An image came across my computer screen on Tuesday morning that reminded me of the love expressed by Jesus in the Garden of Gethsemane (Matthew 26) and that Apostle Peter speaks of in 2 Peter 3:9. It was a picture of New York City on the morning after the devastating floods of Hurricane Sandy. As the sun rose, God placed a rainbow above the skyline of the city. As soon as I saw it, I was reminded of what the rainbow symbolizes:
And God said, "This is the sign of the covenant I am making between me and you and every living creature with you, a covenant for all generations to come: I have set my rainbow in the clouds, and it will be a sign of the covenant between me and the earth. Whenever I bring clouds over the earth and the rainbow appears in the clouds, I will remember my covenant between me and you and all living creatures of every kind. Never again will the waters become a flood to destroy all life. Whenever the rainbow appears in the clouds, I will see it and remember the everlasting covenant between God and all living creatures of every kind on the earth."
Genesis 9:12-16 NIV
So on Tuesday morning, God reminded Himself of His promise never to flood the entire earth again. He reminded Himself that His love and mercy must prevail; that He longs to give humanity another chance.
That image of the rainbow above New York City was contrasted in my mind with other images from the night before of the World Trade Center site being overwhelmed as the waters from Sandy surged over the island of Manhattan. I couldn't help but think about the warnings of men like Pastor David Wilkerson who just days after that horrific morning of September 11, 2001 called our nation to repentance and return to God. The title of Pastor Wilkerson's message was "The Towers Have Fallen but We Missed the Message."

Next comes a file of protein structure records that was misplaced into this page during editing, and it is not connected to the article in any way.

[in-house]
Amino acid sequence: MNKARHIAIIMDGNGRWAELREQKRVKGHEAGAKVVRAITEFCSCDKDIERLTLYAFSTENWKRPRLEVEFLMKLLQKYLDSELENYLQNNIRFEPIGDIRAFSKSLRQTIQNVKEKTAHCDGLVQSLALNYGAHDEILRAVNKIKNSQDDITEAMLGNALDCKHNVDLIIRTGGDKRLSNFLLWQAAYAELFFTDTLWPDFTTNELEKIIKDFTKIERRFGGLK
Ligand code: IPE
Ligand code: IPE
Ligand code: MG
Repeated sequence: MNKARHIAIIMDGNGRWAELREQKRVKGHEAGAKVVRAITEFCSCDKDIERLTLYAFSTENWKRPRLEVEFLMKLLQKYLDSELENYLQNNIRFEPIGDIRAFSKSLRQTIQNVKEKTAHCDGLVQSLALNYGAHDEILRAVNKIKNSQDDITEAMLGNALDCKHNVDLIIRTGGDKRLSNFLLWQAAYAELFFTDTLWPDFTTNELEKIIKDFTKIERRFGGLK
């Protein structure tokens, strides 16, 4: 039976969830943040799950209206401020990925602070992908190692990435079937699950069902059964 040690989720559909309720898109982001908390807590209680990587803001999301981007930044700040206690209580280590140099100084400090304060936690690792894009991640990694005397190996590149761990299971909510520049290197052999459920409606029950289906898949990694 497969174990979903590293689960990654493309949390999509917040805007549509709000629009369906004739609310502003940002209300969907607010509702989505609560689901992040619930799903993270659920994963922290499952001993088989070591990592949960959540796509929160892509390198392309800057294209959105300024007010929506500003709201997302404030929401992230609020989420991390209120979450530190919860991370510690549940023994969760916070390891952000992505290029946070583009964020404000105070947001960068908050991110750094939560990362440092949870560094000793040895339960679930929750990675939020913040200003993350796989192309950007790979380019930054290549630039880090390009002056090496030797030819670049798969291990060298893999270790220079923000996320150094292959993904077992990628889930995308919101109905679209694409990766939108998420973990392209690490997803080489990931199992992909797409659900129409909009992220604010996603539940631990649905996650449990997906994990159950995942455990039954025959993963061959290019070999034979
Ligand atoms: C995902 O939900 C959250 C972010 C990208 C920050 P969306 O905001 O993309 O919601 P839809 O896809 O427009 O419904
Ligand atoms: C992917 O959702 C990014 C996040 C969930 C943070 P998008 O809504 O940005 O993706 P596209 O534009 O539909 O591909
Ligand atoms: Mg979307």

His sermon was centered on Isaiah 9:10:
The bricks have fallen down, but we will rebuild with dressed stone;
The fig trees have been felled, but we will replace them with cedars.
Isaiah 9:10 NIV
Wilkerson's message on that Sunday morning following the attacks on the World Trade Center and the Pentagon warned that God had allowed this tragedy to take place as a warning to America. God was calling us to repent of decades of sin and pride and to return to Him. Wilkerson feared that America had already demonstrated that it was missing the point of the warning. Like ancient Israel after it had been attacked and defeated by the Assyrians, America was standing firm in its defiance, vowing to rebuild and replant in our own strength rather than repenting and returning to God.
This defiance had already manifested itself on September 12, when then Senate Majority Leader, Tom Daschle, sought to bring hope to our nation in quoting this very verse on the floor of the US Senate. Yet, he failed to understand that this verse was not one of hope, but a sign of a nation's refusal to heed God's warning.
If you've read Jonathan Cahn's bestselling book, The Harbinger, or seen the companion video "The Isaiah 9:10 Judgment," you already know that time and time again over the past 11 years, America has failed to understand God's warning, and in fact has repeatedly reiterated this vow of defiance.
So again, as I was watching the video of the floodwaters pouring into the Ground Zero site, I was fearful and saddened by our continuous refusal to understand that these events are continuing to happen as a result of God's love and mercy and desire to see us repent, so that a greater tragedy and judgment is averted.
Could that Tuesday morning rainbow be a reminder to us that God's love is never failing and His mercy endures? Could God have sent this natural disaster to Ground Zero to once again plead with us to give up our vows to restore and rebuild in defiance of Him, and to instead repent and return?
Will we heed God's warning this time?